Both teams, mostly women, set up tables and chairs on a brick sidewalk. They laid out registration forms, flyers, and cards with voting information. They had gifts, such as T-shirts and other items saying, “Black Voters Matter,” “It’s About Us” and “Vote Equality!” to give to anyone registering or who pledged to talk to friends and family about voting. Then they waited. Mid-morning on a Saturday was not Commerce Street’s busiest hour.
A deputy sheriff arrived and pretended to be irked that he did not know about this event. He was happy to stick around. A few Black women quietly found seats in the shade below the awnings. They knew each other, were active locally and supported the cause. Within 15 minutes, a tall, broad, affable middle-aged man with a professorial manner brought a tray of McDonald’s coffee and introduced himself. He was Julius Johnson, the Newberry Foundation’s founder, museum’s creator, reading room curator and former U.S. State Department worker. He returned from overseas with his family to Hawkinsville, his ancestral hometown, after his father died.
When I spoke with Johnson, he lit up when I said I had come to town to see people working on voter outreach for the runoffs and not just report on it via Zoom. “You know, we have 159 counties in Georgia,” he said. “And each county has different population numbers. And if you look at the results of the last election, it will tell you a story in terms of voter participation, and that might be a starting point.”
Miller chose Hawkinsville because of Pulaski County’s turnout numbers, she explained while setting up. “I caught that 1,026 Black people… [were eligible to vote] in this town, but over 800 still did not,” she said, referring to the presidential election. “We have a lot of work to do here, in small towns.”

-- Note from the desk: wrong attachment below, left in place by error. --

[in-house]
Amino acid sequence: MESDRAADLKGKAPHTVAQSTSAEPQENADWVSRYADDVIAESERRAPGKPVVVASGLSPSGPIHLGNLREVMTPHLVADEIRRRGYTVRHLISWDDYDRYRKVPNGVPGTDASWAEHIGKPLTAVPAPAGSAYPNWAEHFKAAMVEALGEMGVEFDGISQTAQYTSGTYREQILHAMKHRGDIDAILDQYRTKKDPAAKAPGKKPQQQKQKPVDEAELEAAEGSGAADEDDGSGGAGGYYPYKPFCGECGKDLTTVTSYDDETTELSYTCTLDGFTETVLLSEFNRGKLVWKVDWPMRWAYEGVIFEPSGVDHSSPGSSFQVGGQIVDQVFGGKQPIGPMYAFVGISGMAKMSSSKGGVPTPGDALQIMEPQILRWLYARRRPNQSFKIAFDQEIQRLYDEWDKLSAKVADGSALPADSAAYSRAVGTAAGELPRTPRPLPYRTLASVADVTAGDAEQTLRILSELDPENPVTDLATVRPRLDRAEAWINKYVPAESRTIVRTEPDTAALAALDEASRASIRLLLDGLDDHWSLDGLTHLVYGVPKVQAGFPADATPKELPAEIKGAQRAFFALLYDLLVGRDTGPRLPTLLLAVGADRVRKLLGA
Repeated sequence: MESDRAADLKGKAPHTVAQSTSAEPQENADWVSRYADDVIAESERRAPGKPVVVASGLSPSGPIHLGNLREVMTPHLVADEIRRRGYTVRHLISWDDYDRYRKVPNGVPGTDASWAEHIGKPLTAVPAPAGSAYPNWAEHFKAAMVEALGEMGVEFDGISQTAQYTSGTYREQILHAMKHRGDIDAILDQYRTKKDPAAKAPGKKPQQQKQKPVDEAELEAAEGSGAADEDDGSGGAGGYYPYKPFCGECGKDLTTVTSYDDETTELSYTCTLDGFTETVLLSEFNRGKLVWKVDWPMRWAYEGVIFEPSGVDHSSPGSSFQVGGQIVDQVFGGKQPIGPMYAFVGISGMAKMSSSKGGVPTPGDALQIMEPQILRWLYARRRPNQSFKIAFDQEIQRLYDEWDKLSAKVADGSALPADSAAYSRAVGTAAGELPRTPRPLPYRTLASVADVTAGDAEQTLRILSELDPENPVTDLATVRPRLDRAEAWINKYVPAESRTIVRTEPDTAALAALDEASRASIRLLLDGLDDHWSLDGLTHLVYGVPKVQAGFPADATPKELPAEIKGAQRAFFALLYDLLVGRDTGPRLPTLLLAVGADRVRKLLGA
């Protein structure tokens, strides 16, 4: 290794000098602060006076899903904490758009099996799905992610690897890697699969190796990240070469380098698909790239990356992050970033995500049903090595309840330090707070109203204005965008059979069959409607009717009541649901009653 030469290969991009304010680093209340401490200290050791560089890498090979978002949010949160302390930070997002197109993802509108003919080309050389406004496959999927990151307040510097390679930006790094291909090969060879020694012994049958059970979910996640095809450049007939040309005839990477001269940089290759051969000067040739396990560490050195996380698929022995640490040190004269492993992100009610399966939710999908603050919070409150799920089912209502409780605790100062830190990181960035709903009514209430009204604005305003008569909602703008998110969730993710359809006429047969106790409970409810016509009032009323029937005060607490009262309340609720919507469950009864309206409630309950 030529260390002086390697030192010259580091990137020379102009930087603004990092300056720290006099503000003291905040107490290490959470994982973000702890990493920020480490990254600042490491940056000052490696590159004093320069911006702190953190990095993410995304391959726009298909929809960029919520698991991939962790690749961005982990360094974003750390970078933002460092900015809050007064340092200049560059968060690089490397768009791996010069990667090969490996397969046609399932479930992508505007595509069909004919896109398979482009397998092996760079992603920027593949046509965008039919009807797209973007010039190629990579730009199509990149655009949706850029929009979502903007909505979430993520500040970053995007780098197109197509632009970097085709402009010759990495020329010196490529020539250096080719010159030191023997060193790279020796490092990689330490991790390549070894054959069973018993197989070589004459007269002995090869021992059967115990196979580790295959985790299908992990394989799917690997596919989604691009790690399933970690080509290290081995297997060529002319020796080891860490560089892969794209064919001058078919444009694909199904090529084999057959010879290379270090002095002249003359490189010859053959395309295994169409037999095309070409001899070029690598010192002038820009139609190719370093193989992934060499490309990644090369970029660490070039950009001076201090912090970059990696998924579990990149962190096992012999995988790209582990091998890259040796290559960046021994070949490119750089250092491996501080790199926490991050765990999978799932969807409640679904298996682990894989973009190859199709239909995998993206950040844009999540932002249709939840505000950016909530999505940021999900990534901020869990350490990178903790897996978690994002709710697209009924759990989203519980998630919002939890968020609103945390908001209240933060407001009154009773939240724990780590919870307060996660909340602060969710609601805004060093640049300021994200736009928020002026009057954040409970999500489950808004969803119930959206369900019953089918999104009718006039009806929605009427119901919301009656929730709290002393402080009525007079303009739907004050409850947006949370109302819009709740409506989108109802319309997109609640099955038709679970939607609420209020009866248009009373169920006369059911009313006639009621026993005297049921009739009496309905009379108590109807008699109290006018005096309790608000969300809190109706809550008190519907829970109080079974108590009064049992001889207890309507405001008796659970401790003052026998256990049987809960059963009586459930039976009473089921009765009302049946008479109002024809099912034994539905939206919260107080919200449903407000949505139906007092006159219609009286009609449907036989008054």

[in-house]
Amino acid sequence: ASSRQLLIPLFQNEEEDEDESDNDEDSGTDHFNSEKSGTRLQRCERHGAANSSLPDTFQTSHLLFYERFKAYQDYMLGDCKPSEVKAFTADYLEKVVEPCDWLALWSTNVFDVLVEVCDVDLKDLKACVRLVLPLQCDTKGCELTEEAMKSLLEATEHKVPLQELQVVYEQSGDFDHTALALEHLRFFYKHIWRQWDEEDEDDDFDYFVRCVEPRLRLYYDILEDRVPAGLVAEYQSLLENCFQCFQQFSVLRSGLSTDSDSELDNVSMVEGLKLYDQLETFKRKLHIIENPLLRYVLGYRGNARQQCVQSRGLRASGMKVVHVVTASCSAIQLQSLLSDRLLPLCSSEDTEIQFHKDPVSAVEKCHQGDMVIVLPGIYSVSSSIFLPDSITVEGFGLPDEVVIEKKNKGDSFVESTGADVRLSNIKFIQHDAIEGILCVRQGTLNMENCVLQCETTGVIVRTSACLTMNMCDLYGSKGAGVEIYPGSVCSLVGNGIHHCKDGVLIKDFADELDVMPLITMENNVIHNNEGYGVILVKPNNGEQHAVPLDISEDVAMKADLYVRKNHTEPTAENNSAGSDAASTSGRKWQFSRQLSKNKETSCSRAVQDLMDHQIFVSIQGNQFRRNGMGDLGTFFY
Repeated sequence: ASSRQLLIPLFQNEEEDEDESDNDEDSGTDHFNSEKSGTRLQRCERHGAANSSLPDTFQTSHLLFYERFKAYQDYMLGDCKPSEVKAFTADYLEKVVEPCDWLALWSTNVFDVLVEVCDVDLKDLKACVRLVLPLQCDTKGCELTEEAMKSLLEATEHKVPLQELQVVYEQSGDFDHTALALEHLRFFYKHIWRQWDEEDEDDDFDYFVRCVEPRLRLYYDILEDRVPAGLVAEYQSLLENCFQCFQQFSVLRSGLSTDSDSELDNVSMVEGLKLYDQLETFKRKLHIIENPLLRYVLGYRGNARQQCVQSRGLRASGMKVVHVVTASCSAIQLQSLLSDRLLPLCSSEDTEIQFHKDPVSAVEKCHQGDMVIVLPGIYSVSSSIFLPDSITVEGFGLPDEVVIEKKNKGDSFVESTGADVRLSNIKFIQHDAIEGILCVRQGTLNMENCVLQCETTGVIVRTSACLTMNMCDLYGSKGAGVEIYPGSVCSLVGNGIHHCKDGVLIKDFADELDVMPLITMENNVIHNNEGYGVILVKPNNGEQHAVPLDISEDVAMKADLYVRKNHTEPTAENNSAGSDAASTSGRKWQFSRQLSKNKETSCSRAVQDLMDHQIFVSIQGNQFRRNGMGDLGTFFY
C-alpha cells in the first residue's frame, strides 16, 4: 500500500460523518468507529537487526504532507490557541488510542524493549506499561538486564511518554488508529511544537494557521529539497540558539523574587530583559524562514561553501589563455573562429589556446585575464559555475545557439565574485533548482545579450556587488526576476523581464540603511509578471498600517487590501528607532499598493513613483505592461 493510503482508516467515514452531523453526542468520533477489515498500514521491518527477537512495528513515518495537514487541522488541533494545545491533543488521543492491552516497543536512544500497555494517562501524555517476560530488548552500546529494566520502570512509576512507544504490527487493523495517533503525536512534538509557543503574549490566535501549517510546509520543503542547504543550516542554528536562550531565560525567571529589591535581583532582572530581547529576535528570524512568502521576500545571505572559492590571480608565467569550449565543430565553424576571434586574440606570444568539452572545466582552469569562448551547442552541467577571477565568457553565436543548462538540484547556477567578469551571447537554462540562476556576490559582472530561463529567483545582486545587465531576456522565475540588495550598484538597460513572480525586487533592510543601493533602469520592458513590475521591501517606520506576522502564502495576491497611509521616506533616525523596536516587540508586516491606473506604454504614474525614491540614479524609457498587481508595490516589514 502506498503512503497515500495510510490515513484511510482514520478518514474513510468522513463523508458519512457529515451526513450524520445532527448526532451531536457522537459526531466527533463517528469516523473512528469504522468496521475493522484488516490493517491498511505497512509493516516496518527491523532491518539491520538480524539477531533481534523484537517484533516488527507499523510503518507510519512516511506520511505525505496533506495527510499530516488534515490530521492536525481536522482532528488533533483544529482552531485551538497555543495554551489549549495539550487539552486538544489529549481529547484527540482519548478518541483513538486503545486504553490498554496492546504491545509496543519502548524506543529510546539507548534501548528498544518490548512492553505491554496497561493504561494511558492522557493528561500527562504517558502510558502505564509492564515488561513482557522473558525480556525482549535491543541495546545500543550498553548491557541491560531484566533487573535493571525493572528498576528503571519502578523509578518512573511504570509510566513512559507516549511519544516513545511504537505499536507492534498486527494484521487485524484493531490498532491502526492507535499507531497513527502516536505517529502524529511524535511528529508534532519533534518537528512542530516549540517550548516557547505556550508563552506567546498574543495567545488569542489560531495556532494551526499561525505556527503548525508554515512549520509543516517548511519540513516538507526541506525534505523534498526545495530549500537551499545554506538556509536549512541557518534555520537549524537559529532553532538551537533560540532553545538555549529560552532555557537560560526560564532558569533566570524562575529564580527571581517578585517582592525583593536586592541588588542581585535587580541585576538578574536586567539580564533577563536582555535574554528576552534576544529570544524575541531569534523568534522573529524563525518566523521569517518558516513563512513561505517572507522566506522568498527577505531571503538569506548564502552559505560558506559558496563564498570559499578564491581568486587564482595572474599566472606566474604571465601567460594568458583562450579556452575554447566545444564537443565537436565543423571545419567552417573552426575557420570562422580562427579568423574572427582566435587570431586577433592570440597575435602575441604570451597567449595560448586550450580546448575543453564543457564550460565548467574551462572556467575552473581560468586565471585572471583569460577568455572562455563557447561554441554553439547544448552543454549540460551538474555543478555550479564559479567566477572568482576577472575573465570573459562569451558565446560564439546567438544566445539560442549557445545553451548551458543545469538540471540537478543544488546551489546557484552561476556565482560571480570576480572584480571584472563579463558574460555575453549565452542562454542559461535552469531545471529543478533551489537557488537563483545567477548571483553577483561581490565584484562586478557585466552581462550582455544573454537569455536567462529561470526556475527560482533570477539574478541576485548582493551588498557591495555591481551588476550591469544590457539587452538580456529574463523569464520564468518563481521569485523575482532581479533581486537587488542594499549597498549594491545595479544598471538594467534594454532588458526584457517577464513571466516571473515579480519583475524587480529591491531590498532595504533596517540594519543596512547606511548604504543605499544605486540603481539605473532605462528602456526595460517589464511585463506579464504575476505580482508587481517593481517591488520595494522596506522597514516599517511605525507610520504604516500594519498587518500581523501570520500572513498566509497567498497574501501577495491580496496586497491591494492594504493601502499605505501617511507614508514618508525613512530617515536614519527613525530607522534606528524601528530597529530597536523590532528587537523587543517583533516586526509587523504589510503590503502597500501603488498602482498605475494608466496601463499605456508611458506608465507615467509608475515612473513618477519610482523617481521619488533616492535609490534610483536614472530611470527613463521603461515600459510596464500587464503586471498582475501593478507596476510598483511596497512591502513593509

Other organizers eyeing the Senate runoffs reached similar conclusions. But they believed that overlooked rural voters of color could be an unexpected force in the runoffs, which are historically low-turnout races. Johnson, who briefly introduced himself after serving coffee, did not mention that he had just run for Georgia’s state senate. He received 31,000 votes but did not win. Johnson listened to a summary of this runoff strategy.
“There’s not a lot of time,” he replied, cutting to the heart of the matter. “How do you activate those voters? One of the keys is to lean on the existing stimuli, like the churches, or this [drive], or other efforts.”
The challenge is turning out historically marginalized voters, he said. It was too late for a big registration drive, especially as pastors and ministers were delivering Sunday sermons online in response to the pandemic. That meant that fewer people would hear announcements about voting. Johnson said that he had invited some parents to bring their children to register and had urged younger people to bring older relatives. That strategy seemed like scratching the surface. Was that going to work? He looked up.
“In rural Georgia, cultural norms and things are pretty entrenched,” he said. “When you get down to these smaller counties, they are less subjected to the influences of the national sort of influencers. They still have community. They’re getting their information on their porches. They get their information from their pastors, from neighbors at the supermarket, from the clubs they belong to. They pretty much know the way they’re going to vote.”